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Resilience in the Future of Architecture

Urban infrastructures that serve Belfast are under threat. The sustenance of the city relies on the likes of roads, bridges, railways, undergrounds, airports, power stations, water and wastewater treatment plants, sewage systems and telecommunication networks. Due to global climate change and human activities in recent years, many urban areas around the world are facing enormous challenges from natural and man-made disasters, like floods, earthquakes and terrorist attacks. For this reason, vulnerability and resilience of urban infrastructures to disasters have attracted increased attention from researchers and practitioners. Existing studies solely focus on one particular type of disaster or urban infrastructure, and there is a lack of holistic considerations for the analysis of vulnerability and resilience. My research attempts to bridge the knowledge gap.
The aspiration of this research is to explore urban infrastructures and disasters in a widespread way through firstly developing an assessment framework for the vulnerability of urban infrastructures to disasters and then cultivate an optimisation model for their resilience. This blog will be a tool to put my record my ideas and thoughts. It is hoped that the results of my research can provide decision makers with a valuable guide for the improvement of sustainable performance of urban infrastructure.



thoughts and ideas

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Today an article was published in The Independent (UK) to express concern over growing tensions among teens and young people who fear the apocalypse is on the horizon. The term ‘eco-anxiety’ can be explained as having a fear of the inevitable ecological disasters that will arise due to climate change. As a twenty-something architect in Northern Ireland, I can undoubtedly empathise. Studies for my PhD prove that constant research in the topic creates overwhelming asphyxiational symptoms. 

Is this panic positive? The bottom-up movement of climate activism has proved it’s the only way to get shit done. As Greta herself said “Adults keep saying, we owe it to the young people to give them hope. But I don’t want your hope, I don’t want you to be hopeful, I want you to panic” 

An extract from the article:

“A growing number of children are being affected by eco-anxiety – concern about ecological disasters – new research suggests. In order to find out more about how children feel about climate changeBBC Newsround conducted a survey of 2,000 eight to 16-year-olds. The poll showed that young people are feeling frustrated and anxious about the state of the planet with 80 per cent saying the problem of climate change was important to them, and more than a third saying it was very important.”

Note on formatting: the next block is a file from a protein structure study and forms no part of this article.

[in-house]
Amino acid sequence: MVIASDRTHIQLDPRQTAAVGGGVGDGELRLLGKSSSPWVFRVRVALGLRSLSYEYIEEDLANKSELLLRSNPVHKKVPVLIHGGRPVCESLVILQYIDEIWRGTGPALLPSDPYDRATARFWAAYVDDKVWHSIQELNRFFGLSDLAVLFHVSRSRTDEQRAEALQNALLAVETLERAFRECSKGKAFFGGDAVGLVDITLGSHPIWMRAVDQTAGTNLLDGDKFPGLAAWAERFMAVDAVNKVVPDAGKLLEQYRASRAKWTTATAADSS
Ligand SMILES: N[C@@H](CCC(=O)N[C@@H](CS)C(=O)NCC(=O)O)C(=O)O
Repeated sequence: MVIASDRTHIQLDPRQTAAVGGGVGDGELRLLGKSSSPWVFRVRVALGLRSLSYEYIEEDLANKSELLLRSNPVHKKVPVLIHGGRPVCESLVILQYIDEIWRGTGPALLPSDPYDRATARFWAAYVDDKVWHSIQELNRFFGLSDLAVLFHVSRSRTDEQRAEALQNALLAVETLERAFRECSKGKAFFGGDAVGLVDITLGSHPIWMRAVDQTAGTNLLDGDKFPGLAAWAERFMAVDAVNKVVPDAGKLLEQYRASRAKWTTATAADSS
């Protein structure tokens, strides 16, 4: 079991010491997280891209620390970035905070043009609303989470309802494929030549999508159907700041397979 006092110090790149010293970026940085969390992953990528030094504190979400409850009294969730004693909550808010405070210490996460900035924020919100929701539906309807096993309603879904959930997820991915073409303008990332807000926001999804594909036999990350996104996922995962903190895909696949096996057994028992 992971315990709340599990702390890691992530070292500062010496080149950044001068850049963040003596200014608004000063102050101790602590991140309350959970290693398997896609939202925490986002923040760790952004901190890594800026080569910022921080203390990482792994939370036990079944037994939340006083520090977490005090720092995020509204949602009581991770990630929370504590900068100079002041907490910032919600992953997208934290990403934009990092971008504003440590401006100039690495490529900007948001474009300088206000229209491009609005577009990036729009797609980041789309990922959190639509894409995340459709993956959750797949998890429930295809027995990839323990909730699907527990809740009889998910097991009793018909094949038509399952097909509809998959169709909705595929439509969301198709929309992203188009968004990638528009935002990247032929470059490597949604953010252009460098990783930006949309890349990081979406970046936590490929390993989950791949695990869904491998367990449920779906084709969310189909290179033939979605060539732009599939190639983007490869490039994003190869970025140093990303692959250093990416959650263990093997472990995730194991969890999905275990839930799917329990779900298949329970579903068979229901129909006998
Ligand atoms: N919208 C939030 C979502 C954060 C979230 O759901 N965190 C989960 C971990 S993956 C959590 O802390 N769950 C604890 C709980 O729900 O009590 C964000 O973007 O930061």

Why are we not doing anything? A question that sends alarm bells ringing in my head any time I think of it. We know what is coming and yet continue do consume and act the same way. We are more than likely headed for more than 4°C warming. Possibly even 6°C. The way I see it, the world will simply not be liveable, sea level rise, extreme weather events, methane release from arctic permafrost… you’ve heard it all before. 

Is it bad timing? We’re only really getting back on our feet from the global crash in 2007. Or maybe it’s due to the difficulty on getting governments to agree on anything? Perhaps the lack of technological solutions? Laziness? Ignorance? An attitude of ‘We’ve blown it anyway.. enjoy the ride!’

Nope. Capitalism and the need to keep the 1% where they are.  

Rather than get into that, let’s skip to the positive part. What can you do?

‘Meat-Free Mondays’. This isn’t about you joining a cult with ‘them vegans’ and hugging a tree. This is about you saving the planet – so leave the meat one day a week. Even switching one meal a week would make a significant impact. If cattle had their own country, they would be the world's third largest emitter of GHG, after China and USA.